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Abstract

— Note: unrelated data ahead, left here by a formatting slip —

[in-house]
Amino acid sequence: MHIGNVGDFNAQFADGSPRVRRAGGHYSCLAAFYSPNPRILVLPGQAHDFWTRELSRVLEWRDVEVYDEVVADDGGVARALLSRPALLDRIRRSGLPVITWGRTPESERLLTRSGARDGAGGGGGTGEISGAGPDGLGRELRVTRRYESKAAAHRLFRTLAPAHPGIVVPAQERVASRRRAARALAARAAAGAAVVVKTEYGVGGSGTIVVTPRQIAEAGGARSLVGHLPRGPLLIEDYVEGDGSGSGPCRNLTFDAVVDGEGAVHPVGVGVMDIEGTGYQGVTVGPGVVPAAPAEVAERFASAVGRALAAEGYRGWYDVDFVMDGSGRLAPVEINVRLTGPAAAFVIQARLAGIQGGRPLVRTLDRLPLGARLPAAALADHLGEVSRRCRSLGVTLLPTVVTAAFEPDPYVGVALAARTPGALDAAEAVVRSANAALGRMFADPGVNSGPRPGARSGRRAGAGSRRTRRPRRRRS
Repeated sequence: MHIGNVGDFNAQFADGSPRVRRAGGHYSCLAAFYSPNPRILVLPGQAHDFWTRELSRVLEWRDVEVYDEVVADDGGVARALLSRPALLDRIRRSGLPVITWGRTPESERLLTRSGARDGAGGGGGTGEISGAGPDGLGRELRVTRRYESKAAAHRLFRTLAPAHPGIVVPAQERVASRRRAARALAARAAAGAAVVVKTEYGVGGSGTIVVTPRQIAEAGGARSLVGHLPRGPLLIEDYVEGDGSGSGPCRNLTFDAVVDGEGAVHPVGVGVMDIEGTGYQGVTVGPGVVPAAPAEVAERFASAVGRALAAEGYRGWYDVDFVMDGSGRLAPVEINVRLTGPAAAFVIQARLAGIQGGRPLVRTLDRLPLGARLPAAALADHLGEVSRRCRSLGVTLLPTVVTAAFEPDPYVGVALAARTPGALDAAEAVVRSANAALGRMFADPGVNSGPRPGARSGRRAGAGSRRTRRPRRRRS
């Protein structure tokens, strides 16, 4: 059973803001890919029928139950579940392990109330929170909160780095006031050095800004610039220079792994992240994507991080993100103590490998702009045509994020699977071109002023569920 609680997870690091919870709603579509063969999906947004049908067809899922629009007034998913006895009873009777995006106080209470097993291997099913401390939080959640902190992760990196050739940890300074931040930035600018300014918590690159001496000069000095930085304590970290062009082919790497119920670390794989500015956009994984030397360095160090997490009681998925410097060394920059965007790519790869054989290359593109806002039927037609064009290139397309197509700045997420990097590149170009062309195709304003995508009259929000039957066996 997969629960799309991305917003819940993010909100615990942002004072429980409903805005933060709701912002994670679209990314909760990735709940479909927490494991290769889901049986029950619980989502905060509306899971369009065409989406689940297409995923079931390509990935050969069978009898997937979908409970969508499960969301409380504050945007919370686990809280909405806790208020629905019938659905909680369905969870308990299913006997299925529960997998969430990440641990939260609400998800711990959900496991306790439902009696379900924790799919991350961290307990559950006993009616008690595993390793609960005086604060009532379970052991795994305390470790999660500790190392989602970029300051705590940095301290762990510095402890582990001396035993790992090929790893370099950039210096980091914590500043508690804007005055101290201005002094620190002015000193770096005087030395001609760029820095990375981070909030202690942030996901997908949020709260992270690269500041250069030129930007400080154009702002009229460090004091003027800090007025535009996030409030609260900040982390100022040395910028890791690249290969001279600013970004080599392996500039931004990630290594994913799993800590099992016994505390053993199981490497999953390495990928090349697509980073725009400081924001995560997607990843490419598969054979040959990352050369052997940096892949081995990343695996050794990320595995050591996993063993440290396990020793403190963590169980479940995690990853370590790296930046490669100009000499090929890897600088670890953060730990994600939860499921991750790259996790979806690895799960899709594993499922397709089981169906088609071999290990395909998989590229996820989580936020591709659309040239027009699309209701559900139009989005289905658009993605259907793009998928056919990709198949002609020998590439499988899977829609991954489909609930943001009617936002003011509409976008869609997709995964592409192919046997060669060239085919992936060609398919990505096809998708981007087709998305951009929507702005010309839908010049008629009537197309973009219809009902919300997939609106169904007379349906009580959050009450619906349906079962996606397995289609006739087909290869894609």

Interdisciplinary collaboration has become of particular interest as science and social science research increasingly crosses traditional boundaries, raising issues about what kinds of information and knowledge exchange occurs, and thus what to support. Research on interdisciplinarity, learning, and knowledge management suggest the benefits of collaboration are achieved when individuals pool knowledge toward a common goal. Yet, it is not sufficient to say that knowledge exchange must take place; instead, we need to ask what kinds of exchanges form the basis of collaboration in these groups. To explore this, members of three distributed, interdisciplinary teams (one science and two social science teams) were asked what they learned from the five to eight others with whom they worked most closely, and what they thought those others learned from them. Results show the exchange of factual knowledge to be only one of a number of learning exchanges that support the team. Important exchanges also include learning the process of doing something, learning about methods, engaging jointly in research, learning about technology, generating new ideas, socialization into the profession, accessing a network of contacts, and administration work. Distributions of these relations show that there is more sharing of similar than different kinds knowledge, suggesting that knowledge may flow across disciplinary boundaries along lines of practice.